PROJECTS

Fact Sheet
Presentation
Resource Summary
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Introduction

The LMS Project consists of 92 contiguous State of Alaska mining claims covering 61 km2 in the Goodpaster Mining District situated approximately 25 km north of Delta Junction, and 125 km southeast of Fairbanks, Alaska.  Mineralization at LMS consists of stratiform siliceous breccias in high-grade metamorphic rocks with exceptionally high-grade stringer veins developed in the hanging wall and of the sequence.  The project is accessed either by winter road or river boat providing year-round, non-helicopter support access.  Several trails have been constructed for the various phases of drilling providing surface access across the property.

Ownership

On January 13, 2016, Corvus Gold signed an agreement with Gold Reserve Inc. for the sale of the 100% interest in the project.  The transaction at closing includes US$350,000 + a net smelter royalty (NSR) of 3% on precious metals and 1% on base metals with an option to buydown the precious metals royalty for 1% for US$4M.  

Property Background

The LMS area had seen no known previous exploration prior to regional reconnaissance surface sampling by AngloGold Ashanti in 2004, even though the region has attracted considerable interest following the discovery of the Pogo deposit, 40 km to the northeast*.   The target was first drilled by AngloGold in 2005, resulting in the discovery of both broad stockwork and narrower high-grade zones at an area called the Camp zone.  The discovery of the gold-bearing outcrop (6.2 g/t Au) led to further sampling and drilling in 2006 which delineated a shallow-dipping planar zone of mineralization that has been followed down-dip for over 300 metres. This feature is situated at the southeast end of a 6 km long, northwest-trending zone of aligned surface geochemical samples containing anomalous gold and arsenic and lesser silver and copper.

 * This information is not indicative of the mineralization on the LMS property or the potential production from or any future mining of the LMS property. 

Geology and Mineralization

The LMS project is located in the Yukon-Tanana Terrane, a large accretionary complex of igneous and sedimentary rocks that have been metamorphosed to greenschist and amphibolite facies.  The terrane is bounded on the north by the Tintina fault system and on the south by the Denali fault system. These major faults trend west-northwest in the area and subsequent movement led to the development of numerous subsidiary faults that trend northeast, north-northwest and east-west that have been mineralized in the LMS deposit.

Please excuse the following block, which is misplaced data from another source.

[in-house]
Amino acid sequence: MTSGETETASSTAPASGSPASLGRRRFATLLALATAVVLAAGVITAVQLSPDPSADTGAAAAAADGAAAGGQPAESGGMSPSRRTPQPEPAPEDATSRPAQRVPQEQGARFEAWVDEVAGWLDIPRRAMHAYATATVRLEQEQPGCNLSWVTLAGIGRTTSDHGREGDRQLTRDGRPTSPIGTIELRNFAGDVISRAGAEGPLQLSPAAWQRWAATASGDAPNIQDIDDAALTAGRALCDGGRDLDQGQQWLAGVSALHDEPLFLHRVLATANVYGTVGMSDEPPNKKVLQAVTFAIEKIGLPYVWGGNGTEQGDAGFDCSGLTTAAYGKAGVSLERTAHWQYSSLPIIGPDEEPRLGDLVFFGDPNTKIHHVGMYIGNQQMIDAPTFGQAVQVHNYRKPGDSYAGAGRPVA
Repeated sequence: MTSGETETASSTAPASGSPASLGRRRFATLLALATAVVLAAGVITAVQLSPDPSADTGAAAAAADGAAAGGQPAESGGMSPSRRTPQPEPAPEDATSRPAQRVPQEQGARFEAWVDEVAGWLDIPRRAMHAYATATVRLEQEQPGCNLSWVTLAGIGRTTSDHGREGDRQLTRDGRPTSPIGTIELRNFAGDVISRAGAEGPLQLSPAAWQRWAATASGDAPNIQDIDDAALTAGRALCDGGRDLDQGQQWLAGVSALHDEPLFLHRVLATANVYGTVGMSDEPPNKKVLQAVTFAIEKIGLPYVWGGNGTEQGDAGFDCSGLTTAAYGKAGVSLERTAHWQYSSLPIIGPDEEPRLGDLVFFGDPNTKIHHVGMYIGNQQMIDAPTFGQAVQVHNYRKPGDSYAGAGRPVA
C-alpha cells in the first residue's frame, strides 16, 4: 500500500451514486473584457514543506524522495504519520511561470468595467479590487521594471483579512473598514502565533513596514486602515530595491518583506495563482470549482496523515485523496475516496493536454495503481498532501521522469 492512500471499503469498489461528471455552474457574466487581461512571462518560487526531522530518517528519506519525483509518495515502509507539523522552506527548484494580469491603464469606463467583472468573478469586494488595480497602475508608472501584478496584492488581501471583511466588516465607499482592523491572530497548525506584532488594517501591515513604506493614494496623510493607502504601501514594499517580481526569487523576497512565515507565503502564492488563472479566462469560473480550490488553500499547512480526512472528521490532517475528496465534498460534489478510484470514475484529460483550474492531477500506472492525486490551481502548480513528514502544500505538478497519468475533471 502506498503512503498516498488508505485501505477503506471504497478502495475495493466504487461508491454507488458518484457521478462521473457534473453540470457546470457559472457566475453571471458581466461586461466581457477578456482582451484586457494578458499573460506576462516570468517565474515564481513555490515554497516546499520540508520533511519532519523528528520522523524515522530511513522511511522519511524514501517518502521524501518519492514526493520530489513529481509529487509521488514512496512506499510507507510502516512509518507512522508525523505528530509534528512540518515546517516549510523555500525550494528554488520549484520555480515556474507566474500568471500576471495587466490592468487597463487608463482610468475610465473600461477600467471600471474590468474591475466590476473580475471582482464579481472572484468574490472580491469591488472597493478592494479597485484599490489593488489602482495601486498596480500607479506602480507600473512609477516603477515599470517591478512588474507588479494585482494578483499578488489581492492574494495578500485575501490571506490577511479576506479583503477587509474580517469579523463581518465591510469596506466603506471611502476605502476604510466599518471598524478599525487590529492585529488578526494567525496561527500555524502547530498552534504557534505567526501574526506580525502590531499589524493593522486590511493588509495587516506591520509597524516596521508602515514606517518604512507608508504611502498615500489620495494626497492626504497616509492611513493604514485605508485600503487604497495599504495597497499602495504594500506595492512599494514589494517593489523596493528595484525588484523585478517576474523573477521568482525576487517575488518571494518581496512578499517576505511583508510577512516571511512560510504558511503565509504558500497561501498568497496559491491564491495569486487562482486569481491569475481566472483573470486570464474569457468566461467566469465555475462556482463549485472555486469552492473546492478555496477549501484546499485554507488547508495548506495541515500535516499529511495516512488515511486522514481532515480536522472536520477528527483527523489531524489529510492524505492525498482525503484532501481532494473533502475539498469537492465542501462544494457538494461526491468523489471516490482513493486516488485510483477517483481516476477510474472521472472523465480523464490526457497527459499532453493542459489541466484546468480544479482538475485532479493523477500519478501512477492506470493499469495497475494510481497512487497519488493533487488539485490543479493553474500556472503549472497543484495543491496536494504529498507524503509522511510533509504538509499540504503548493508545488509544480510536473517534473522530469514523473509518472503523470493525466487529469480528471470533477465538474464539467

Host rocks at LMS consist of orthogneiss and mica schist and there are two styles of mineralization.  The main resource is developed in stratiform siliceous breccias in the schist which contain abundant pyrite and minor galena, arsenopyrite and graphite.  These mineralized low-angle zones are cut by a series of later extremely high-grade, possibly mesothermal, stockwork vein systems emplaced along a general east-west trend.

Resource Estimate

In late October 2014, an Inferred Mineral Resource calculation was published incorporating the drill data from the Company's former JV partner and predecessors.  An inferred resource at a cut-off grade of 0.5 g/t gold has been highlighted as a possible open pit cut-off, and defined 8.32M tonnes of material estimated to contain 267,000 ounces of gold at an average grade of 1.00 g/t gold.   The full NI-43-101 technical report on the LMS Gold project can be found HERE.

LMS Project Technical Report
Goodpaster Mining District, Alaska

The technical report on the LMS Gold Project can be found HERE  

LMS Inferred Resource

 Au Cut-off (g/t)                   Tonnes > Cut-off                 Grade > Cut-off Au (g/t)   Gold Contained Ounces
0.30 14,650,000 0.74 346,000
0.50 8,320,000 1.00 267,000
1.00 3,180,000 1.49 152,000


Due to the uncertainty that may be attached to Inferred Mineral Resources, it cannot be assumed that all or any part of an Inferred Mineral Resource will be upgraded to an Indicated or Measured Mineral Resource as a result of continued exploration. Confidence in the estimate is insufficient to allow the meaningful application of technical and economic parameters or to enable an evaluation of economic viability worthy of public disclosure. Inferred Mineral Resources must be excluded from estimates forming the basis of feasibility or other economic studies.